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The English Civil War pitted fathers against sons, brothers against brothers and whole families suffered as a result of a conflict which changed England forever.. The cavalier army of King Charles I was no match against the rough and tumble of Cromwell's New Model Army.

The story opens in 1640 when Henrietta Challoner, the beloved only daughter of London merchant, Richard Challoner, is coming of age in a world where only sons really matter. However, Richard readily admits that his bright and beautiful daughter is more than a match for her brothers. When civil war beckons, the Challoner family face some tough decisions, and as father and sons find themselves on opposing sides, the prospects of the family looks decidedly grim and Henrietta is faced with an uncertain future.

What then follows is a compelling and beautifully written account of how the English civil war affected ordinary families. How daily living was turned upside down and of how the natural order of life was altered beyond repair. Henrietta is a feisty heroine, she is spirited and determined in the face of great danger. Her brother's Ned and Sam, both equally courageous, have difficult choices to make and it is their very different war experiences which add depth to the story.Richard Challoner has his own very personal battle to face, which is equally disturbing.

The story draws you in from the beginning and conjures a time of great uncertainty. The politics of the time is explained well, with fine attention to detail and, if you have an interest in English history then this really is a compelling read.
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on 16 February 2016
Good
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on 19 August 2015
No problem +++++
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on 13 March 2015
If you know your history you know what
is coming.
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TOP 500 REVIEWERon 5 June 2014
Henrietta Challoner is the young daughter of a London merchant. With her mother dead, a death caused by her own birth and that of her twin brother Sam, Hen's life is quiet, unexceptional. Despite her intelligence and the tutilage of her enlightened father, Hen's life is spent in the shadow of her brothers Sam and Ned, her evenings tormented by her maliciously nostalgic nurse and her hopes repressed by her increasingly withdrawn and embittered grandmother. But this is 1640 and events are about to play a role in Hen's fate. As London increasingly deplores King Charles's war taxes, not to mention his Catholic foreign wife (Hen's namesake), and Parliament continues to be unpopularly silenced, time grows ever more ripe for Civil War and in 1642 it comes.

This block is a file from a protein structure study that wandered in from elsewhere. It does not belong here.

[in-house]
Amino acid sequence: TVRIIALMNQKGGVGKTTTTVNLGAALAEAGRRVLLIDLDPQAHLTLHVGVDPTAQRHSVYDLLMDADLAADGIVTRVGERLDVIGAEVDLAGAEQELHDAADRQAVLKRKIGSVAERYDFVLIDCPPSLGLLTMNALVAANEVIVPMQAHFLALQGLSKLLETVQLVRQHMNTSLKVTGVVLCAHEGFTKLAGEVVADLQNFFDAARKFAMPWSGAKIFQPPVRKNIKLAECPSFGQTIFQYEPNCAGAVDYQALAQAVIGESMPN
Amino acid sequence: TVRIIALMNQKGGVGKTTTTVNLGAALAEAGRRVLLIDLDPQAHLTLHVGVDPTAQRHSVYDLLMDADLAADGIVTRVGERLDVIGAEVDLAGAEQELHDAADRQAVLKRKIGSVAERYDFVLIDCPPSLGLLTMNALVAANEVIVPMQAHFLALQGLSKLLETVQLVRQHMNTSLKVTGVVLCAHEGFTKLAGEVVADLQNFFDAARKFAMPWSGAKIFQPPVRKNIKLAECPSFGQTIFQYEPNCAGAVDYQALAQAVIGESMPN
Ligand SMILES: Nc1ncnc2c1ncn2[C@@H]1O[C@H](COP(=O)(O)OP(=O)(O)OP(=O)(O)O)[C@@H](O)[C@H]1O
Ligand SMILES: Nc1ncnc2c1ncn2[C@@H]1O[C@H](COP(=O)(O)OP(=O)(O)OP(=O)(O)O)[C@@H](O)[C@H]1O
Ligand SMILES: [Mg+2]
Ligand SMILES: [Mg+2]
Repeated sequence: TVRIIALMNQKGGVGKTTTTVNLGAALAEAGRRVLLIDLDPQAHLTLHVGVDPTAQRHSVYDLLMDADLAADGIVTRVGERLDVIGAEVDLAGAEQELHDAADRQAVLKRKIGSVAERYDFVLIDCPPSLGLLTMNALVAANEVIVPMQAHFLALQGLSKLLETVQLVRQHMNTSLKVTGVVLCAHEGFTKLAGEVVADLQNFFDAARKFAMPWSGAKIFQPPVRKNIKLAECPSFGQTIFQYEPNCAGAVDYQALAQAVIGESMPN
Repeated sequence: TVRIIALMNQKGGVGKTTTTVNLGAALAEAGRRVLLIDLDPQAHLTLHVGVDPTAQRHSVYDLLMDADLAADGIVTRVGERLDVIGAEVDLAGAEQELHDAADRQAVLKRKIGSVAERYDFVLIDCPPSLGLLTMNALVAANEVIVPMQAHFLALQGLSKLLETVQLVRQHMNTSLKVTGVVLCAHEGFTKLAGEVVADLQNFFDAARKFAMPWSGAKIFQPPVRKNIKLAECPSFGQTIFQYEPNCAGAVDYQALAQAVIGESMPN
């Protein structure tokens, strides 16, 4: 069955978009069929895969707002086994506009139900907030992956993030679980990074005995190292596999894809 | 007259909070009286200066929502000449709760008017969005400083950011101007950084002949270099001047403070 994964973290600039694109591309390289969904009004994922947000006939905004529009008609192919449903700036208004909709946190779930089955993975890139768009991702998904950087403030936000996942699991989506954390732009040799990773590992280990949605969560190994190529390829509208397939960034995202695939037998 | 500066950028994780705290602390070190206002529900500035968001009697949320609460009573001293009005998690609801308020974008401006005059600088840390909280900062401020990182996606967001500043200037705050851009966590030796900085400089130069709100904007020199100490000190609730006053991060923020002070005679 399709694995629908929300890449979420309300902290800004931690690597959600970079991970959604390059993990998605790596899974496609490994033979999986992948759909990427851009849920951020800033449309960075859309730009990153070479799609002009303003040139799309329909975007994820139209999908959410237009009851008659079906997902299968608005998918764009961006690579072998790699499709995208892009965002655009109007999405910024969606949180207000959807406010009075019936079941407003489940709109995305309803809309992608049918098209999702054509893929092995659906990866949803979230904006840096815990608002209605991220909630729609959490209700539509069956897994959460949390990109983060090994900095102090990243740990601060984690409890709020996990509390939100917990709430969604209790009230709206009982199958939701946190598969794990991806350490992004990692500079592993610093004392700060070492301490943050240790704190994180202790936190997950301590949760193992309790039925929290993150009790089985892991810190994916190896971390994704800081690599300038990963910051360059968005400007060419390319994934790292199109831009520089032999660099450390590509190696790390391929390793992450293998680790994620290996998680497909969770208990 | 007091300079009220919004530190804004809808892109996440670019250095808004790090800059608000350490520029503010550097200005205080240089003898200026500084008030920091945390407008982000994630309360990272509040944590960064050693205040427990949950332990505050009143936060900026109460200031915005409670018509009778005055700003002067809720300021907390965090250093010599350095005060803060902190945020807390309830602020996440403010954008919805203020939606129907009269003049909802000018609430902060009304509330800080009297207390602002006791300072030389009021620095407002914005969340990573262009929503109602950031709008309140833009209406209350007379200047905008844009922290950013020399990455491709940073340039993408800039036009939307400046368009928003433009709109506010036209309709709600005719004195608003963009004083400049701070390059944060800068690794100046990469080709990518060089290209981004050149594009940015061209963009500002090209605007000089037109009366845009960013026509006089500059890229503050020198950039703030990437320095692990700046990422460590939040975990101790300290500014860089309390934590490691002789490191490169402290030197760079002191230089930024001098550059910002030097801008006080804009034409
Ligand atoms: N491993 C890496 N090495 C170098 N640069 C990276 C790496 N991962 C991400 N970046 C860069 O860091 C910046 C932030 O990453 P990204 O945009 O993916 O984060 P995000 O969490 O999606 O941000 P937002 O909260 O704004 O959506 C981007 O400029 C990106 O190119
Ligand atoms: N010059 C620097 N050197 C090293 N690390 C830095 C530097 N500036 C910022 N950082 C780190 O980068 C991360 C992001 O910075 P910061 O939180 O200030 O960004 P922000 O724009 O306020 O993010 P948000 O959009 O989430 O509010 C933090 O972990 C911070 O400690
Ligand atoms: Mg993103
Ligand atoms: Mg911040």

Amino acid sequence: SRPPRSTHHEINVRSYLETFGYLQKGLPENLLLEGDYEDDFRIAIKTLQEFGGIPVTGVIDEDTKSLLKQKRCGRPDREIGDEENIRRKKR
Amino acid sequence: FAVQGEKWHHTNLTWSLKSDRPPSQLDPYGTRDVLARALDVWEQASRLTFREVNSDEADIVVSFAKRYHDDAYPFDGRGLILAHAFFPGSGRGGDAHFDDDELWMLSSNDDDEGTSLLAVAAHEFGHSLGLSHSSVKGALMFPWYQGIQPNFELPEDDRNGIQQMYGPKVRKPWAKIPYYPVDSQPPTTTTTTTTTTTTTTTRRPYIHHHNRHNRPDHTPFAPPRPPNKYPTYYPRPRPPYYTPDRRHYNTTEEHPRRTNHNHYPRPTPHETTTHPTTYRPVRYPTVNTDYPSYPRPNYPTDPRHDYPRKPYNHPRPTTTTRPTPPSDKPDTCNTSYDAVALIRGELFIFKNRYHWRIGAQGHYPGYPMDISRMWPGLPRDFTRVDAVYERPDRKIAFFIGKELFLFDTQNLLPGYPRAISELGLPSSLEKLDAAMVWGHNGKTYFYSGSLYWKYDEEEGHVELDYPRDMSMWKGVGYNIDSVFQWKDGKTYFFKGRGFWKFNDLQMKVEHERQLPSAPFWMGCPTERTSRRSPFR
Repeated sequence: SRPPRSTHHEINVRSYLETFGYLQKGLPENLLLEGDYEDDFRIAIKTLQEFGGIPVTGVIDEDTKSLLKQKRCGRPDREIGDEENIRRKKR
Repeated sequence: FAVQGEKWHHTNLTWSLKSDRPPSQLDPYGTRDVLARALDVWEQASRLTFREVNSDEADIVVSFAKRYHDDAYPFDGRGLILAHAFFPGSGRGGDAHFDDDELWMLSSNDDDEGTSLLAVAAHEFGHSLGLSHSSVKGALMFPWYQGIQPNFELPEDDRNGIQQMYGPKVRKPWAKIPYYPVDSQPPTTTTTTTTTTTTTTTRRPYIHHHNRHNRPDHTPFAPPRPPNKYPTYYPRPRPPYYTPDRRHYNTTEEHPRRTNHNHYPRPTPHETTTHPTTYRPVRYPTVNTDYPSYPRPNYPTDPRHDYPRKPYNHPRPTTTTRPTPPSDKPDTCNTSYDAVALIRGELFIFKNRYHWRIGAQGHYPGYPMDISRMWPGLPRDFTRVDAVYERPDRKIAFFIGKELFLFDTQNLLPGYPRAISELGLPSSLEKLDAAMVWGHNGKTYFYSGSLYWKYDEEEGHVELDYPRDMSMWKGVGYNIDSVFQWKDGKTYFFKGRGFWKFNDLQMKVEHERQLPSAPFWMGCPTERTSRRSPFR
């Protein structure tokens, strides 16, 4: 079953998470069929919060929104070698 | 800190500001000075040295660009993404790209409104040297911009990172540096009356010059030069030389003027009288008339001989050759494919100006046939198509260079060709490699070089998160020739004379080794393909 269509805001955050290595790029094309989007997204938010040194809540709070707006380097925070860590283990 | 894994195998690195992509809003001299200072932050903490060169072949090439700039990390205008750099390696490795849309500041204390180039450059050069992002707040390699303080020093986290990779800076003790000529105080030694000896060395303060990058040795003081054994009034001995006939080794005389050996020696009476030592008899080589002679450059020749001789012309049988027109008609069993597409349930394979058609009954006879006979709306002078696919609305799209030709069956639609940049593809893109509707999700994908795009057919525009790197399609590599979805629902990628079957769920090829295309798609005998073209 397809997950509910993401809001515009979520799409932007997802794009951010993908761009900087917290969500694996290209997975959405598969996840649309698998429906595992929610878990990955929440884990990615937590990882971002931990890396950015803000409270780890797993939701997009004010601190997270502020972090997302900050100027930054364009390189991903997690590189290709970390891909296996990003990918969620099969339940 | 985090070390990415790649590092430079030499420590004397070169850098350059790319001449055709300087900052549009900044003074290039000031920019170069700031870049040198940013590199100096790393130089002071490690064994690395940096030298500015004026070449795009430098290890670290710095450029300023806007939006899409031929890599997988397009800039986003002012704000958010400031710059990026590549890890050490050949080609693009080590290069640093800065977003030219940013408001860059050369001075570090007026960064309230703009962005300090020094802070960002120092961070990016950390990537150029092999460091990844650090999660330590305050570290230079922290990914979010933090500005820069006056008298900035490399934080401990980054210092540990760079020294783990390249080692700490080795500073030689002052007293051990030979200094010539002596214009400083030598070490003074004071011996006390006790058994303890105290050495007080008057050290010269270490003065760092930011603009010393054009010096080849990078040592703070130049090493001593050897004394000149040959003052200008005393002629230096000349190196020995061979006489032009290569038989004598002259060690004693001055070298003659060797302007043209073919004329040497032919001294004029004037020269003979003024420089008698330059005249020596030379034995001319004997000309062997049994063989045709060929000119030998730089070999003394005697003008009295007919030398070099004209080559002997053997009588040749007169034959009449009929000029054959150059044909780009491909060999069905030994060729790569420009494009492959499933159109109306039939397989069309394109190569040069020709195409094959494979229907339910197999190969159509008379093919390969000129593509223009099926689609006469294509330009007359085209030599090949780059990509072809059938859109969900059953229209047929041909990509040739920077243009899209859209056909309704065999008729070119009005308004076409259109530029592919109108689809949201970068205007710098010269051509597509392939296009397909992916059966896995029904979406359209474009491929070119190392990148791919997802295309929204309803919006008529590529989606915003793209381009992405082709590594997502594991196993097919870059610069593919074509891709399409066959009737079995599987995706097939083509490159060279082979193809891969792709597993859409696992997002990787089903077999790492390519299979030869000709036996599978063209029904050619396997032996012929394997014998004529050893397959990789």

Like many families of the time, at least in fiction, brother is set against brother and the Challinor household is no different. Ned is a godly man, he is drawn to the Protestant cause, and as a result of this he finds himself naked, trapped under the likewise naked corpses of ally and enemy on the field of Edgehill. Unlike them, though, Ned is still alive. But deeply traumatised. Sam's allegiances may never have become clear if it hadn't have been for the traditional, old-fashioned and possibly naive support of his father for the king. When his immensely likeable, kind and blustering father meets his fate, it's then that Sam settles on the only course open to a stricken young man. Sam fights for the king. It's Hen who's left behind to try and hold house and home together. Falling in love with a man whose family may never accept her, Hen has to do the best she can to find a future for herself and her divided brothers, all the time wishing she could take charge of her own destiny and not be the one to wait at home and worry.

Treason's Daughter presents the ebb and flow of the 1640s, right through to the execution of the king at the end of the decade. These ten years, though, saw more than war. They also heralded a time of science and questioning and this is every bit as important to the novel as the battles and unease that tore the country in two. Hen's father is in love with science, trading stock for an abominably expensive microscope, while Hen's love Will is more astronomer than lawyer. Hen herself is a great reader and a Latin scholar. There is a sense, though, that her elder brother Ned belongs to an earlier world, one in which the Earth is still the centre of the solar system. His life is governed by God. Not that it is treated this simplistically. Ned is a loving son and brother. It's war that ruins things. War and disappointment.

Told in the present tense and moving between the stories of Hen, Ned and Sam, Treason's Daughter is an extremely emotive read. From the beginning I was hooked and I instantly fell in love with young Hen. Her relationship with her father is realistically loving but complex, made more difficult by her mother's death in childbirth. Sam and Ned are both deeply loved and Hen wants nothing more than to be like them. Some of her time, though, is spent with her cousin Anne's family, contrasting greatly with her own. Anne's story plays an important role in the novel. One might start off not liking her very much but as the fates play their hand sympathies stir. The lot of women during these days is an important theme. Romance might play a part at times but it's not romance as we might know it today.